The man who had owned and managed an Old Bethpage paving company that conducted public contracts worth millions of dollars pleaded guilty on Thursday to a corruption charge following his 2017 indictment along with a handful of others with government connections in Oyster Bay
Elia “Aly” Lizza, who had been president of Carlo Lizza & Sons Paving Inc., admitted to the Nassau County Court a second-degree bribery charge, a felony.
The 72-year-old Oyster Bay Cove resident said he paid approximately $ 1.6 million in bribes to the late Oyster Bay Commissioner of Planning and Development Frederick Ippolito.
The judge of the Supreme Court of the State, Charles Wood, promised to give Lizza a “non-prison provision” under a plea agreement that also implies an agreement to withdraw charges against Lizza’s wife in the husband’s sentence in April.
Marisa Lizza had faced the same 40 criminal charges as her husband, which included 19 bribery charges for serious crimes, along with felony charges of rewarding official misconduct and defrauding the government, and a misdemeanor conspiracy charge.
In addition, a formal indictment accused his paving company of 13 criminal charges, including bribery.
Attorney Stephen Scaring pleaded guilty on Thursday on behalf of the company to the same bribe charge in second grade. Under the general agreement, the Lizzas will also lose $ 350,000 as a fine.
Both the husband and the wife had faced up to five to 15 years in prison if they were convicted of the highest charge against them, Nassau prosecutors said previously.
“Sir. Lizza today accepted the responsibility of giving money to a public official. The reasons for the payments were extraordinarily complicated and largely consistent with his innocence,” said husband’s lawyer, John Carman, in a statement.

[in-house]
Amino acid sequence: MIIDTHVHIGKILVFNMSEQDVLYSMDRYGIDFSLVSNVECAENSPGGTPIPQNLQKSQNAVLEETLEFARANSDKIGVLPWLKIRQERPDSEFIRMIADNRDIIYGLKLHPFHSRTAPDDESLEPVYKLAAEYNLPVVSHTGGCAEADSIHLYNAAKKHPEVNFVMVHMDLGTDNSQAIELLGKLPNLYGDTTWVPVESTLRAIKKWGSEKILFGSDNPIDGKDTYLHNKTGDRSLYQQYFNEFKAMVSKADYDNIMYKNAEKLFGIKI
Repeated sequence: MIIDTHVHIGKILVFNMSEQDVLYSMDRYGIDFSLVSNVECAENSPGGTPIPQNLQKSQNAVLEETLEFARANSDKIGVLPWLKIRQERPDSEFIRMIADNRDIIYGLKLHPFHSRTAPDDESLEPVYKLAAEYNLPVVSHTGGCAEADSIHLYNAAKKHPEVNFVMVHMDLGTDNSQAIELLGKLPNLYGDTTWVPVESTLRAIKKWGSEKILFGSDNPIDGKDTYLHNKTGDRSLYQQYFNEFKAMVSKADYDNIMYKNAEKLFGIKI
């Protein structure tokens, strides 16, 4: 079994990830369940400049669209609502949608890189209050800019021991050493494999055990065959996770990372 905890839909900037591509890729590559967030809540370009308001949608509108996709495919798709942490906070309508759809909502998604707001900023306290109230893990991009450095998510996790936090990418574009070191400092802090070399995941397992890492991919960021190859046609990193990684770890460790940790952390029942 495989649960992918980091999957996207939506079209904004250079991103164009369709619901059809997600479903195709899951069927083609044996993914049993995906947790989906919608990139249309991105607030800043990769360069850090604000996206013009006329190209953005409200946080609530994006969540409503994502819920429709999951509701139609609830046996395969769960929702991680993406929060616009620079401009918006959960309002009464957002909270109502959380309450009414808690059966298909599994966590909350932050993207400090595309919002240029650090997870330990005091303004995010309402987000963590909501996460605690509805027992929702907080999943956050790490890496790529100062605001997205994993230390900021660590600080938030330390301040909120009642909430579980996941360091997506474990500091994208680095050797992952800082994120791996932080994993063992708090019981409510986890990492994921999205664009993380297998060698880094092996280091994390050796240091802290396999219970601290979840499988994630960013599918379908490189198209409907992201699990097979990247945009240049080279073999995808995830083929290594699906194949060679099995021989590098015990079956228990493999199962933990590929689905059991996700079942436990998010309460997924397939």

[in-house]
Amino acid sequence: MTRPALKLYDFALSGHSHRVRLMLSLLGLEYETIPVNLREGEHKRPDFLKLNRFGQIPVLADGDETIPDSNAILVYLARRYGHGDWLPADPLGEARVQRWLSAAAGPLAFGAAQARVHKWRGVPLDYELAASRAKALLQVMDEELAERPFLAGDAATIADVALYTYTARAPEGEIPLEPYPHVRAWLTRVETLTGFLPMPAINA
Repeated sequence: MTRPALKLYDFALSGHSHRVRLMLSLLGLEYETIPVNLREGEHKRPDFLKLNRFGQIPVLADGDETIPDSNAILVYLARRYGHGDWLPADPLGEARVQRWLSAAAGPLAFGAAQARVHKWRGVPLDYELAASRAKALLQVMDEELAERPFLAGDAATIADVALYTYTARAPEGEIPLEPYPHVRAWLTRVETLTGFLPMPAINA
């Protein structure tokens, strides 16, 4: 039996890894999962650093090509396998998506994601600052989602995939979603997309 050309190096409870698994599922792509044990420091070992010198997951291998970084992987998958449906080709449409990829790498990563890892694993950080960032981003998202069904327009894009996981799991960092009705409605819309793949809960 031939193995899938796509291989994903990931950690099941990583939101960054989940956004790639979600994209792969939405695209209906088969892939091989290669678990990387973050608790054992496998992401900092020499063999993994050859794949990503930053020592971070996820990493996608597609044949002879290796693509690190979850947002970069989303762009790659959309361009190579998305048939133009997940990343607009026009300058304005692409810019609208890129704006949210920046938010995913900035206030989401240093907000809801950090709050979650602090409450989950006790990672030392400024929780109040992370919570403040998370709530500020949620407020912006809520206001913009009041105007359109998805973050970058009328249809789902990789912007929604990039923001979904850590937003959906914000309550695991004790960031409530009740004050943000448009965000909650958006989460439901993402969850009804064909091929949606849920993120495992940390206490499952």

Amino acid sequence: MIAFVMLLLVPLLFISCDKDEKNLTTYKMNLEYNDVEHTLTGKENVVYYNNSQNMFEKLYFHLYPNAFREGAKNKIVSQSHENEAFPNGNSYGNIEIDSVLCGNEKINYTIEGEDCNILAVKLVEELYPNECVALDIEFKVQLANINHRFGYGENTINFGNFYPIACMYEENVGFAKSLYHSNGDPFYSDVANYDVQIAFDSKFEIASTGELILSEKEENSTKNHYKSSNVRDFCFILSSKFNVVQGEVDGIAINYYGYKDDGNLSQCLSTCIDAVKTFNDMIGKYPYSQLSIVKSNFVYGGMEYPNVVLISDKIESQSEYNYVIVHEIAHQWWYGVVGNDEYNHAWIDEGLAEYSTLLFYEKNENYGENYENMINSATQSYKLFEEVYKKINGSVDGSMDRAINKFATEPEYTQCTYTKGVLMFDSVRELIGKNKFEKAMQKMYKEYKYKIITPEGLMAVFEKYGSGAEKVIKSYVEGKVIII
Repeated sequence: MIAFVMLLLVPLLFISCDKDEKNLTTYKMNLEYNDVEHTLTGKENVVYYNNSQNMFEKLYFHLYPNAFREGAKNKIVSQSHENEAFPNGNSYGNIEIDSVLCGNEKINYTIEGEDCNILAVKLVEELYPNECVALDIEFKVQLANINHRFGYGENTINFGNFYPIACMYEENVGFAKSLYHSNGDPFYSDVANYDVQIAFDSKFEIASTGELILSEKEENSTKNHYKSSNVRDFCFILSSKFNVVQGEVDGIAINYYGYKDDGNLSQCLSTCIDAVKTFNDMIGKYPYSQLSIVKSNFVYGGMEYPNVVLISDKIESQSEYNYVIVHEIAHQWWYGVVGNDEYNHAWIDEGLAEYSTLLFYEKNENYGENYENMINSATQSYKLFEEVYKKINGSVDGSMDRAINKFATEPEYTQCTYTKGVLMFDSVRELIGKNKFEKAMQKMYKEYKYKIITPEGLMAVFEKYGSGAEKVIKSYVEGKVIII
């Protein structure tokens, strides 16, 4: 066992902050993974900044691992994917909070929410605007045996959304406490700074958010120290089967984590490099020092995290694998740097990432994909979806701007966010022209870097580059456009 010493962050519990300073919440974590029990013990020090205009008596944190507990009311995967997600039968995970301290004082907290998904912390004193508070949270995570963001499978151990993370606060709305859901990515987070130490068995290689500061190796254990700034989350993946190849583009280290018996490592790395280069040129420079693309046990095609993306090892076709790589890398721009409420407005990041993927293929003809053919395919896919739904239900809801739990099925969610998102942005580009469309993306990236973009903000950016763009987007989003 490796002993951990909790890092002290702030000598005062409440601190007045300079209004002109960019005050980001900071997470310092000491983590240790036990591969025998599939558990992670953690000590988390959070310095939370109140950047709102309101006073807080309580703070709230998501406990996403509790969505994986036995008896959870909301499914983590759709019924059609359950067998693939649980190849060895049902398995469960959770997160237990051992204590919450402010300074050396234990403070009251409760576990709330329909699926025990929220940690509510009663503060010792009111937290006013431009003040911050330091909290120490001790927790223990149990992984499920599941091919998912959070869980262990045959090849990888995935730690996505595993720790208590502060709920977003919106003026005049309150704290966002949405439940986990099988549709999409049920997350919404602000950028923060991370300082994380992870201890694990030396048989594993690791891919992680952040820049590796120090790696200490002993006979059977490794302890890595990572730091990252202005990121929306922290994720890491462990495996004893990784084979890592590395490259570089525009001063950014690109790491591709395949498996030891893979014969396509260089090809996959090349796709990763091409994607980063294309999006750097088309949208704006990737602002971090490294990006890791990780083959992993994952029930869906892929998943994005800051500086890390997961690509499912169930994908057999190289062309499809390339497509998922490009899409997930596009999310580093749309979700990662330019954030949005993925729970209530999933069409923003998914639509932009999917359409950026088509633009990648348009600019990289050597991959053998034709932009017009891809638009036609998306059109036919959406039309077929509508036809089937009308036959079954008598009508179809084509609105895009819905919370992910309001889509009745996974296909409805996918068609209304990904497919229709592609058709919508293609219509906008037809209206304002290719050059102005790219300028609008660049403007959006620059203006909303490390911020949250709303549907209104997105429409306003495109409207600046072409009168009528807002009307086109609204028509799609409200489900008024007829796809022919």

The Garden City attorney added that “the judge’s willingness to impose a sentence without jail and the district attorney’s agreement to dismiss the charge against his wife Marisa made it impossible for him to take the risk of a trial.”
Carman said after the court that the accusation formally ended the company’s ability to conduct business and the company had to be dissolved.
Prosecutor Jesse Aviram told the judge on Thursday that his office was seeking a prison sentence of 1 to 3 years for Elia “Aly” Lizza, but would consent to the dismissal of the charges against Marisa Lizza, 64, for the sentence from her husband, since it was understood that the husband would “exculpate his wife.”
Upon pleading guilty, the husband told the judge that he moved money from a corporate bank account to a personal account and asked his wife to send checks to Ippolito, but she “did not know the purpose of these payments.”
Nassau prosecutors alleged that the Lizzas paid Ippolito, who died in June 2017 while serving a federal tax evasion sentence, $ 1.6 million in bribes for negotiating advance payments that exceed $ 20 million to his company from a developer of housing projects
Prosecutors said that Ippolito, at the same time, also controlled the supervision of the rezoning that would allow the construction. The project was a housing complex for people over $ 150 million known as Cantiague Commons, which was never built.
The couple’s accusation in June 2017 followed a 14-month investigation that included extensive use of wiretapping and what Nassau District Attorney Madeline Singas called an “interconnected network of public corruption” in the government of Oyster Bay
The city’s former supervisor, John Venditto, also among the defendants, pleaded guilty in July to an agreement that stripped him of his legal license and made him a criminal, but also did not include jail time.
Venditto admitted in part that he defended and voted for the approval of the rezoning request to allow the request, although he knew that Ippolito, as city commissioner, also had a financial interest in the agreement.
The Lizzas paving company earned about $ 100 million in Nassau County public tender contracts from 2002 to 2015, and the couple donated nearly $ 1 million in political donations to Nassau leaders and party committees during that same time, Newsday reported earlier.
The company’s last contract with the people of Oyster Bay for road works was worth $ 22.1 million and expired in 2016.
Marc Gann, lawyer for Marisa Lizza, said Thursday that his client “was not involved in anything that was really happening in the city of Oyster Bay.”
He added: “We recognize that she signed these checks payable to Fred Ippolito, but beyond that … she really did not participate in any conversation, communication or anything that took place.”
Prosecutors did not comment immediately.